What’s Up?: Sagittarius

Aug 3, 18 • 5enses, What's up?No Comments

By Adam England

August in Northern Arizona gives us some of the best views of the galaxy in which we reside — the Milky Way. So-called since ancient times, the Milky Way is named for its dense clusters of stars that create a “milky” swath across the sky. From our study of other galaxies, we’ve deduced that our own is a barred spiral galaxy with arms of star systems and nebulae stretching up to 180,000 light years from end to end. At the center of the Milky Way — as well as at the center of almost all other known massive galaxies — lies a super-massive black hole named Sagittarius A* (pronounced “Sagittarius A-Star”). The many stars in relatively close proximity to each other and in perpetual orbit around Sagittarius A* form the basis of one of the longest recognized constellations, Sagittarius.

Sagittarius is the archer in Babylonian and Greek mythology, usually depicted as a half-man/half-horse, i.e. a centaur, drawing his bow. His arrow points to the heart of Scorpius — the bright red star Antares — should the scorpion ever attempt to attack Hercules after his triumph over the hunter Orion.

Sagittarius astral photography by Jeff Stillman, Prescott Astronomy Club president, taken taken through a 14” SCT with 12MPX Atik 4120 One Shot Color Camera. The image is a stack of 20 frames, each of 10 minute exposures.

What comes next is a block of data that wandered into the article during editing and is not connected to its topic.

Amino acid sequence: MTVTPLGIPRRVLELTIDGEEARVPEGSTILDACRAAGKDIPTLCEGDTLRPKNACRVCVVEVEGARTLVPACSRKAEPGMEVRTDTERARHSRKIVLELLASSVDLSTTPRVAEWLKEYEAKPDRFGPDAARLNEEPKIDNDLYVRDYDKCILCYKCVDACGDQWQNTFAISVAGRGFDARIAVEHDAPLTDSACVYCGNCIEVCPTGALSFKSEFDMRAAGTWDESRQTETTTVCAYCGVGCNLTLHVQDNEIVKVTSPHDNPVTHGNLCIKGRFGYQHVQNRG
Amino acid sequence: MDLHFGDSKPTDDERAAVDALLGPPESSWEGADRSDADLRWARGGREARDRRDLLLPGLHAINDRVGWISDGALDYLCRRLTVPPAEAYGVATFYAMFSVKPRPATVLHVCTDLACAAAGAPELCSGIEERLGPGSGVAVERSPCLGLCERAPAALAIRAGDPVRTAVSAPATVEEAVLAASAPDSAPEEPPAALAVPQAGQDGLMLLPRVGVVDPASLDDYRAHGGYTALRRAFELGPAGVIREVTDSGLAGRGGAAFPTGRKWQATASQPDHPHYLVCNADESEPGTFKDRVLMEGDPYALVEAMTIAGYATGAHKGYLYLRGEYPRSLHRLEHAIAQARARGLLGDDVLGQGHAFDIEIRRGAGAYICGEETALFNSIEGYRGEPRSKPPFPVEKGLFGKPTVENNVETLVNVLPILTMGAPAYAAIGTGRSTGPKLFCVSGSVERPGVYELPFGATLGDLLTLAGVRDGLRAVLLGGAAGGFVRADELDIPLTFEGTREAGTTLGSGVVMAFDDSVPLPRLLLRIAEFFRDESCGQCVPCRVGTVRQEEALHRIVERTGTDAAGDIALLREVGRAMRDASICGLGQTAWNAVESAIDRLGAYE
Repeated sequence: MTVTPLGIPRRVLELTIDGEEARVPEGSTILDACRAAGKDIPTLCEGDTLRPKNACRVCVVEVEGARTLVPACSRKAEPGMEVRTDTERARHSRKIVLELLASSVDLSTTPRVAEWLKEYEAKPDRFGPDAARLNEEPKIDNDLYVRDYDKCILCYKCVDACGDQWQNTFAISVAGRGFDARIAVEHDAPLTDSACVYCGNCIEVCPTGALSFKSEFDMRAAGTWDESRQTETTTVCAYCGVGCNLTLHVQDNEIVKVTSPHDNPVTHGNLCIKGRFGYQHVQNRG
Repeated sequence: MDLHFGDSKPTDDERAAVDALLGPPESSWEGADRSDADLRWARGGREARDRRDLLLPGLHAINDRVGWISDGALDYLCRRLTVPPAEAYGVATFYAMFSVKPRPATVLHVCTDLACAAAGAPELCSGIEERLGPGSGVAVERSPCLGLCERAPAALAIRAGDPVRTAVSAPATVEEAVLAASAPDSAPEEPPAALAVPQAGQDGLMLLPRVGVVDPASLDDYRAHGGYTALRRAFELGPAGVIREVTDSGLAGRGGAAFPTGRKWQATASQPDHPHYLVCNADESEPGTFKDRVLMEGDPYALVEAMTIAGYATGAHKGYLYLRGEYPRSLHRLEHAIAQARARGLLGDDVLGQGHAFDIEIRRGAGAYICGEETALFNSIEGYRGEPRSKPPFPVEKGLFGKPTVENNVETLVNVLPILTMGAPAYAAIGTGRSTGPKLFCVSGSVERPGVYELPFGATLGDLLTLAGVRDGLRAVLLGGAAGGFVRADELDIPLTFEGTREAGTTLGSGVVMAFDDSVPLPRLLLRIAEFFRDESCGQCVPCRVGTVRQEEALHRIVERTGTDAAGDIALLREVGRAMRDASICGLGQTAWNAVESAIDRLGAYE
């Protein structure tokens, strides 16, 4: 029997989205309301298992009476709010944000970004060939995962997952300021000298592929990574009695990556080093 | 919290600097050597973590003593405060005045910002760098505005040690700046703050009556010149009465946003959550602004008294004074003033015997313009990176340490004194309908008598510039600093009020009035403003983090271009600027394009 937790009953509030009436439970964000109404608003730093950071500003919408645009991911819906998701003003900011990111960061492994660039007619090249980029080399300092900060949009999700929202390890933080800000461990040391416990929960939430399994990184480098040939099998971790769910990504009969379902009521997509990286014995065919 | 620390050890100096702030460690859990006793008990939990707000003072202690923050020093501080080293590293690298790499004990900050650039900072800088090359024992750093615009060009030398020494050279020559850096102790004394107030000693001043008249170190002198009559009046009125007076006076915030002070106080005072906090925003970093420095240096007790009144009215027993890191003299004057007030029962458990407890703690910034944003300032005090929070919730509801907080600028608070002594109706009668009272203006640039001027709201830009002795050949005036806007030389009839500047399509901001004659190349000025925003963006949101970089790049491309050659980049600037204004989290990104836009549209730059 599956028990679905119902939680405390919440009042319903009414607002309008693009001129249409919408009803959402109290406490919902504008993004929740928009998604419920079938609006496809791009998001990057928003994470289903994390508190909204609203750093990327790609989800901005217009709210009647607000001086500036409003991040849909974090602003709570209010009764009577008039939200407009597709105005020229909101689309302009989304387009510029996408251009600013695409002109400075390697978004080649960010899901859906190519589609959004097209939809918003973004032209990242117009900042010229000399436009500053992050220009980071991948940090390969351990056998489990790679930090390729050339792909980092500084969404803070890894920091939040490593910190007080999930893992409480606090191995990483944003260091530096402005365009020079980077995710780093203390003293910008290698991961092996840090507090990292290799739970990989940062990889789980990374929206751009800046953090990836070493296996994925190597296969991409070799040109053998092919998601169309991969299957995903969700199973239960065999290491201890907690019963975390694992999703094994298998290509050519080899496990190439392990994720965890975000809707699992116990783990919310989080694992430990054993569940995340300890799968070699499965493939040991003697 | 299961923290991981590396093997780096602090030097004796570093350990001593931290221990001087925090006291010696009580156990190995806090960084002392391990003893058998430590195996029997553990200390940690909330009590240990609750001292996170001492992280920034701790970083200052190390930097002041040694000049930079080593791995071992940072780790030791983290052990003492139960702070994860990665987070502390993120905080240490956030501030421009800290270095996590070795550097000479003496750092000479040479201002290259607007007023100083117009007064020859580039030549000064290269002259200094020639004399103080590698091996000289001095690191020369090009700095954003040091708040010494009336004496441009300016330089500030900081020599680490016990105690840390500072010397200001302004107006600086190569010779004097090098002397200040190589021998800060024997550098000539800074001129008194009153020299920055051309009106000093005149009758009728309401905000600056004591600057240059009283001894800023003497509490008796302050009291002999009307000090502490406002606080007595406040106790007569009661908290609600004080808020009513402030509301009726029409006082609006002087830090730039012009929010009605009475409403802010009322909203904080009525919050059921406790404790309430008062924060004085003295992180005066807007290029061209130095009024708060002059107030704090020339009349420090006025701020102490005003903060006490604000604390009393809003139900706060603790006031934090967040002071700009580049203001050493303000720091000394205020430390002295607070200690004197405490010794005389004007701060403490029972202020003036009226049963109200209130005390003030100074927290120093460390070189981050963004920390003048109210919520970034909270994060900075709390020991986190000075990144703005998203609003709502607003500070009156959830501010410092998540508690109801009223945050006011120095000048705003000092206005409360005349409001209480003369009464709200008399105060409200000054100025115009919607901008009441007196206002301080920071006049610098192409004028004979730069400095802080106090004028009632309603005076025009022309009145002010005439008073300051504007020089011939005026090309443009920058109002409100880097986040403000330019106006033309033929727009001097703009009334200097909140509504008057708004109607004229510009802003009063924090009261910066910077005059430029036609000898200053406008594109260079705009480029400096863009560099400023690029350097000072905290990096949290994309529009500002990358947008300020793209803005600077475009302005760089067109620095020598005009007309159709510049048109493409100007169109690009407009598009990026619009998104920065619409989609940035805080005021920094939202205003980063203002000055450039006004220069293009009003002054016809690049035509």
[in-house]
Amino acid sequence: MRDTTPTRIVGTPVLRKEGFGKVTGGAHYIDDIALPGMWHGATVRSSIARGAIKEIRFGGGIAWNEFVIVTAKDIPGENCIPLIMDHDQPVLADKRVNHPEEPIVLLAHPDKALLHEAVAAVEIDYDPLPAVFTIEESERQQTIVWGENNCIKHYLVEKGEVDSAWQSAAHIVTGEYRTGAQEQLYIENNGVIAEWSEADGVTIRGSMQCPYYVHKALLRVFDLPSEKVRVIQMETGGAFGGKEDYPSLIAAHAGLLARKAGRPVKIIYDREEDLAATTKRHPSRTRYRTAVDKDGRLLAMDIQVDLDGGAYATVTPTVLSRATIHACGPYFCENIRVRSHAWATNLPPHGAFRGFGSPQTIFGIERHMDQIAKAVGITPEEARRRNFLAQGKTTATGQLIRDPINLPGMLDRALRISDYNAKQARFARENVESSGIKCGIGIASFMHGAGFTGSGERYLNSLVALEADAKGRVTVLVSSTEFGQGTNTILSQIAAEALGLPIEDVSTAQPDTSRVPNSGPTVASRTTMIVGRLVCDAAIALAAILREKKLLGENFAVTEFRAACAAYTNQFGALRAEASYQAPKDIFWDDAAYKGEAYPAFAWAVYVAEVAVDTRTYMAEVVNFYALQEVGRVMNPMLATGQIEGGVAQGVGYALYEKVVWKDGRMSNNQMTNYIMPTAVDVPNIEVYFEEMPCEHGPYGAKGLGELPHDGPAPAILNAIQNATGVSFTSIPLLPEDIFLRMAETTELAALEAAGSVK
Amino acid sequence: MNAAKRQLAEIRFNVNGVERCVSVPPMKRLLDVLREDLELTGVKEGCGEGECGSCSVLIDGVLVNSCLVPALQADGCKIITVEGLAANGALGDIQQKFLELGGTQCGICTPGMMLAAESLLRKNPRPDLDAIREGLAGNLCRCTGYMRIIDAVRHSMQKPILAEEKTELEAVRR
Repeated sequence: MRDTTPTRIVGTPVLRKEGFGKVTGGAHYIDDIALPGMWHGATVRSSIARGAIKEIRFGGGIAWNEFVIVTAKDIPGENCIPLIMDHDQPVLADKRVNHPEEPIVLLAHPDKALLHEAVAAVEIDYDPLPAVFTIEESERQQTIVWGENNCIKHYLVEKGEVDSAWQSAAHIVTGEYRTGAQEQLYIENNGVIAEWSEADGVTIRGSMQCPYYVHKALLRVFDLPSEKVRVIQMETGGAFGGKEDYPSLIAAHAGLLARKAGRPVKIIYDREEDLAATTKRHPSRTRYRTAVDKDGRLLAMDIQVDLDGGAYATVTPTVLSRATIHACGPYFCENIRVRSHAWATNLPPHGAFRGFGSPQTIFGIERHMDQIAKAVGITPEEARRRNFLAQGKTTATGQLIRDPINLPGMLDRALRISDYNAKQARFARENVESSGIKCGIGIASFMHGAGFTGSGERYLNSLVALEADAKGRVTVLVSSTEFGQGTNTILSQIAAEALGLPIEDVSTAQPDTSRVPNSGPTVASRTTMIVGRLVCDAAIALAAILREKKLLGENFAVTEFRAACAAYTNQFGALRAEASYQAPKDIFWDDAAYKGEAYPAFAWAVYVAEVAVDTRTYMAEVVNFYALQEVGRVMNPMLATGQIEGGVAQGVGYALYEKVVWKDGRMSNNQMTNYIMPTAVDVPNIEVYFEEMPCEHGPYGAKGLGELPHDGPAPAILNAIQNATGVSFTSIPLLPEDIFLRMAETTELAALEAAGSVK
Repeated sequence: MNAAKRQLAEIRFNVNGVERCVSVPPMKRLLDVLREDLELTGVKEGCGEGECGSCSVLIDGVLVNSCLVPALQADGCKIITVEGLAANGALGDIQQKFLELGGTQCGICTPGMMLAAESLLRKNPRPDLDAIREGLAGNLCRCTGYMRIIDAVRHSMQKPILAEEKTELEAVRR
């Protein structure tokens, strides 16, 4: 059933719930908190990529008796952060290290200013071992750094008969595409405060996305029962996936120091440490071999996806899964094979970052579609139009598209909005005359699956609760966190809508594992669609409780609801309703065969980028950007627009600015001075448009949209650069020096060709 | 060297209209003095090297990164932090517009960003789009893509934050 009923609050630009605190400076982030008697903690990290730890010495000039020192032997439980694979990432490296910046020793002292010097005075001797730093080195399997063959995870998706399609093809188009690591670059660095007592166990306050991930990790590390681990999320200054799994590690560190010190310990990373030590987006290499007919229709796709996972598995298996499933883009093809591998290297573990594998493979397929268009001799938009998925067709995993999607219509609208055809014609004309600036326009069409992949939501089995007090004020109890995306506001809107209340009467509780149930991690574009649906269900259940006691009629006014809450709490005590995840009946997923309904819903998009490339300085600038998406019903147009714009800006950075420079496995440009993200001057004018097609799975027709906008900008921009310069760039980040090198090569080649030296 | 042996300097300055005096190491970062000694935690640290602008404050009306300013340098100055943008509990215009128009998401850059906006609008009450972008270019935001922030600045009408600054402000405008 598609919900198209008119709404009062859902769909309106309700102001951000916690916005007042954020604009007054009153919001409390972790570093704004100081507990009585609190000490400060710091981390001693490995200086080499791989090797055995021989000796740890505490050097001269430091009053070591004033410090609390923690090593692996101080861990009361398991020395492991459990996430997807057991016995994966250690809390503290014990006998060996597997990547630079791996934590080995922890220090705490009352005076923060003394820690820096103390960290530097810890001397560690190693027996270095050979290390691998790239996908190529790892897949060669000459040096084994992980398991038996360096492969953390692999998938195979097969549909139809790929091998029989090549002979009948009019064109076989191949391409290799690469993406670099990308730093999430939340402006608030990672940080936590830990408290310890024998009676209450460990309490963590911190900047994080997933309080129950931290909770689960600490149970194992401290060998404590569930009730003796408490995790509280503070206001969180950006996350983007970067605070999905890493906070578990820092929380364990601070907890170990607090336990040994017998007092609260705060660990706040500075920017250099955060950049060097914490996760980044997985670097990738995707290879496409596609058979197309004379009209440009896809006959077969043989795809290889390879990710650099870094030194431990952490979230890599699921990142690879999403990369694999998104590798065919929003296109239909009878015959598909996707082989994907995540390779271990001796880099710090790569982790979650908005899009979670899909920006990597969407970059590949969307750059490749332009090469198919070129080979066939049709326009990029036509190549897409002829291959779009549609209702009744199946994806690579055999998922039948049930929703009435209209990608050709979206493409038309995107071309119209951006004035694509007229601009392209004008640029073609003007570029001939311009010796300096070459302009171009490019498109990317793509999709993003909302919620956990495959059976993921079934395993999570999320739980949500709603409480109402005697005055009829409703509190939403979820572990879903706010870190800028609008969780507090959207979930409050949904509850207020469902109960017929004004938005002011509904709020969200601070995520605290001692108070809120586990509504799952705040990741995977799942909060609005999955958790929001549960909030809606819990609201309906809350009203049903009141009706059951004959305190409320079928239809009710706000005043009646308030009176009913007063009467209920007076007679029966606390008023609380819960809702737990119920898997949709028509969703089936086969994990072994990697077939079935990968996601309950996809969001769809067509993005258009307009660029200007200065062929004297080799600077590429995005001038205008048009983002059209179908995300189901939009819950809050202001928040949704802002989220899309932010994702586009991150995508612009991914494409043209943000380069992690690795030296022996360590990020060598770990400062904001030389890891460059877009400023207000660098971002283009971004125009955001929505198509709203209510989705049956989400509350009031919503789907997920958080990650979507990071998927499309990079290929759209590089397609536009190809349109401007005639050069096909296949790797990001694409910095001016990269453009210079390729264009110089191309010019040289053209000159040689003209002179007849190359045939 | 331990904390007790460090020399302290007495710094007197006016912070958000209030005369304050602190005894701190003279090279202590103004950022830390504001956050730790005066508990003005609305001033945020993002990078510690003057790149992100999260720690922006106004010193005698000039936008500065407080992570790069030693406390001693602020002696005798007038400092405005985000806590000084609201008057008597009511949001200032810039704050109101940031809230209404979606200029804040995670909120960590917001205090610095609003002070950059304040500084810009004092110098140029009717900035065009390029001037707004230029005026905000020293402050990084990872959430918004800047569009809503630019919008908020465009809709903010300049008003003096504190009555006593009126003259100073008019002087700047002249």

The most recognizable stars of the constellation form what is known as “The Teapot,” with a handle and spout. The Milky Way rises to the Northwest as a puff of steam rising from the kettle. The handle of the teapot forms the Archer’s shoulder, with dimmer stars mapping the outline of the horse-like body.

The Lagoon Nebulae (Messier 8 or M8) is one of the many deep-sky objects we can see with a backyard telescope. Just 5,000 light years distant from Earth, and measuring 140 light years by 60 light years, it comes in at magnitude 3.0. Although it appears grey to the visual observer, a long exposure photograph of the nebulae reveals its beautiful pink coloring, as is common of other emission nebulae.


Visit Prescott Astronomy Club at PrescottAstronomyClub.Org and find out about upcoming star parties, Star Talks, and more. Contact them at Contact@PrescottAstronomyClub.Org.

Adam England is the director-at large and in charge of public relations for the Prescott Astronomy Club.

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